I know that parenting a live child is hard work, I will never deny that. And I can't necessarily speak from experience, but I'm guessing that most parents would choose to parent their live child rather than lose one. So yes, maybe we're not doing all the hard work of parenting a live child, but we are doing a lot of other hard things. 

In the beginning, people were quick to tell us that we were parents. They were quick to say that the important people would always remember. But lately it just feels like we've been kicked out of a club we were hardly allowed to belong to in the first place. Membership was revoked before we were even given the chance to prove our worth, but people were still kind enough to recognize all the work we put in. But now other people are in the club, and no one cares about the work we've done anymore. It feels like, in some people's eyes, Hudson is our first baby. Yes, he will (hopefully) be the first one we get to bring home, but he is not the first child we've conceived. Nor is he the first child I've felt wiggle around in my belly. In fact, he's not even the second. I got to feel Carter and little bean move. They were real.

In support groups we've been to and online discussions we've been a part of, everyone always says to count our babies the way we want them to be counted, and others will hopefully follow suit. Brandon and I are proud to say we are parents, even if we haven't had to do the "traditional" hard work. When people don't count our children, they are taking away the biggest, most important part of our lives. They are forgetting the cute little babies that we made and had to say goodbye to. They forget that we spend 90% of our days thinking about our babies and trying to put on a happy face. They make us feel worthless. But how are we supposed to have that conversation with them? How do we tell them that we wish they'd include our children? When I think about having that conversation, I feel like it would upset the other person, so I just hold my breath and try to move on without throwing something. How stupid is it, though, that I'm the one concerned about hurting others when they have hurt me? Why should I be afraid to have that conversation?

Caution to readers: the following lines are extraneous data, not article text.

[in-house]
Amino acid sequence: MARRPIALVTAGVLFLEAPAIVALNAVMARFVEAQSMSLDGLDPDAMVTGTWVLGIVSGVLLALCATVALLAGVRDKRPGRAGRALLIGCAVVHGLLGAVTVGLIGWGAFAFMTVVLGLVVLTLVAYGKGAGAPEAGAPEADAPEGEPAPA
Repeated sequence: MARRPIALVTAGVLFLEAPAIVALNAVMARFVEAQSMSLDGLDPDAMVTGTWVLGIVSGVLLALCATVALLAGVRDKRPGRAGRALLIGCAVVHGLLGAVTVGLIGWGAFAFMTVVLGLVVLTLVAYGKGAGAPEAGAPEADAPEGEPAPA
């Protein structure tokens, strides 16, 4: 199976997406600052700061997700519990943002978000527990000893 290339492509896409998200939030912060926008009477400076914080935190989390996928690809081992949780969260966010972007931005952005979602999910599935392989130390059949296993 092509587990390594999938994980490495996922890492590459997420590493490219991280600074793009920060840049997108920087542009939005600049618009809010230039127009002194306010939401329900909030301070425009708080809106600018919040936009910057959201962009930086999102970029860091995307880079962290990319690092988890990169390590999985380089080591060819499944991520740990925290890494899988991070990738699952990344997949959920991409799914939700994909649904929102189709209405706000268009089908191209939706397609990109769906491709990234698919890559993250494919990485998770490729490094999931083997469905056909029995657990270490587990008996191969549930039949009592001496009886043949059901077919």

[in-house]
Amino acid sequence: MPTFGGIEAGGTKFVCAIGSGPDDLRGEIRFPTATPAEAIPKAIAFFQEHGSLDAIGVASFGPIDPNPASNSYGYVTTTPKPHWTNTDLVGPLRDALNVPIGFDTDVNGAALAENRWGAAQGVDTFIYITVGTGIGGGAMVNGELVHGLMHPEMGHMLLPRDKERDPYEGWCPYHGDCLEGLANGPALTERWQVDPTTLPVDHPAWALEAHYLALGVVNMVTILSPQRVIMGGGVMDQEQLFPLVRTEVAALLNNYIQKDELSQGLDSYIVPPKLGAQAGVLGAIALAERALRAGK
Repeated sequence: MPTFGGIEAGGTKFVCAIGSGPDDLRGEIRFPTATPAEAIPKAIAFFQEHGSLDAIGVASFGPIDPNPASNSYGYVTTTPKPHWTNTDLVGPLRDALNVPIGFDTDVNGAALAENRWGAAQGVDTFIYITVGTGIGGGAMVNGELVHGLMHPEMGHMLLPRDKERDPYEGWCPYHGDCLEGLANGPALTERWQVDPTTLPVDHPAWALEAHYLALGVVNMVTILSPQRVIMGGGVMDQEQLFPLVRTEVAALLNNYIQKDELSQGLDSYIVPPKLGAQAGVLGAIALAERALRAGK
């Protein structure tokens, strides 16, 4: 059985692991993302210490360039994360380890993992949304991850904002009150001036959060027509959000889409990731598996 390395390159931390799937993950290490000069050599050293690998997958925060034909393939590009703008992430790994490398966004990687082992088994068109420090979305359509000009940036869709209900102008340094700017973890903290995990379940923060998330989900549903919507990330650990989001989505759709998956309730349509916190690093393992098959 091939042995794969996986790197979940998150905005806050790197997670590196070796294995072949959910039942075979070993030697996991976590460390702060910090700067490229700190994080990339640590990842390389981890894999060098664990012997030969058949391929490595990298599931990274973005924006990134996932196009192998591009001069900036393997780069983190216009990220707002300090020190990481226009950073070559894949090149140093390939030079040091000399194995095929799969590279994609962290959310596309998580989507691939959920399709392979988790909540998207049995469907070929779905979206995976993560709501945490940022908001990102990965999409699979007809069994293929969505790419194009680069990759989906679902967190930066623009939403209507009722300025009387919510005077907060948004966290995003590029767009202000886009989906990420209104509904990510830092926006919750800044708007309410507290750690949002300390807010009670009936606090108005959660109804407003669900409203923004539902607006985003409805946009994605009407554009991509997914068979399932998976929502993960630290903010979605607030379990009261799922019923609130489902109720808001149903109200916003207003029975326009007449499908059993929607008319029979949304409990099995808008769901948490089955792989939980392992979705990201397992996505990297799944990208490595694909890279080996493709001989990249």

Answer: because I'm afraid they'll tell me what they really think.

All the things they don't say might actually surface and come out for a change. You're not a mom. You haven't parented a living child. Giving birth doesn't actually make you a mom, you have to raise the child. Just because you gave birth to the first one doesn't mean you can count the second one. Why do you even remember their birthdays? It's not like they were born. You guys will actually be a family once Hudson is here. When he's here, you'll stop missing the other ones so much. 

I'm afraid to hear the things they have to say, but I'm also afraid of the way I'll react, because I don't think it would be very nice.

I don't write this post for sympathy or apologies. I write this post because I know I'm not the only person that feels the way I feel. So loss moms, even if the important people in your life don't count your babies the way you'd want them to, you just keep on doing it, because there are so many of us that will count them with you. They are real, and they matter. They are your babies, and you are their mom.